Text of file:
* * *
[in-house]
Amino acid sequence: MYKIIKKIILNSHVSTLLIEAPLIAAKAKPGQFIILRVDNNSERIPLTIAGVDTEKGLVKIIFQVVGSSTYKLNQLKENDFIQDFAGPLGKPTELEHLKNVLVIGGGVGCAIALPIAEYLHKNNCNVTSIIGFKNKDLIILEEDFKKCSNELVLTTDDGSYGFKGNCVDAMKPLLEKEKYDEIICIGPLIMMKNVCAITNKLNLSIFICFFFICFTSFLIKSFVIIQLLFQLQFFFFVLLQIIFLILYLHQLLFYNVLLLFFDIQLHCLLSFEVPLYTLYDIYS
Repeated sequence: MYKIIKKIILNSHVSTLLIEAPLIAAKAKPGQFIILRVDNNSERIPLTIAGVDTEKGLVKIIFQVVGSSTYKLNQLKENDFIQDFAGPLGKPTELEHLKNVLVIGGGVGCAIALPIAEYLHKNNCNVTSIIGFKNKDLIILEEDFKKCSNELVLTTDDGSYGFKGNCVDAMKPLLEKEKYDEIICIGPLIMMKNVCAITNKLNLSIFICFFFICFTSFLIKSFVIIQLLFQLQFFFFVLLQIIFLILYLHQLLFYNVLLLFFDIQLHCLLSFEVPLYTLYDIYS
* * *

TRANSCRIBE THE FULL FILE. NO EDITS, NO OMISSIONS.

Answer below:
[in-house]
Amino acid sequence: MYKIIKKIILNSHVSTLLIEAPLIAAKAKPGQFIILRVDNNSERIPLTIAGVDTEKGLVKIIFQVVGSSTYKLNQLKENDFIQDFAGPLGKPTELEHLKNVLVIGGGVGCAIALPIAEYLHKNNCNVTSIIGFKNKDLIILEEDFKKCSNELVLTTDDGSYGFKGNCVDAMKPLLEKEKYDEIICIGPLIMMKNVCAITNKLNLSIFICFFFICFTSFLIKSFVIIQLLFQLQFFFFVLLQIIFLILYLHQLLFYNVLLLFFDIQLHCLLSFEVPLYTLYDIYS
Repeated sequence: MYKIIKKIILNSHVSTLLIEAPLIAAKAKPGQFIILRVDNNSERIPLTIAGVDTEKGLVKIIFQVVGSSTYKLNQLKENDFIQDFAGPLGKPTELEHLKNVLVIGGGVGCAIALPIAEYLHKNNCNVTSIIGFKNKDLIILEEDFKKCSNELVLTTDDGSYGFKGNCVDAMKPLLEKEKYDEIICIGPLIMMKNVCAITNKLNLSIFICFFFICFTSFLIKSFVIIQLLFQLQFFFFVLLQIIFLILYLHQLLFYNVLLLFFDIQLHCLLSFEVPLYTLYDIYS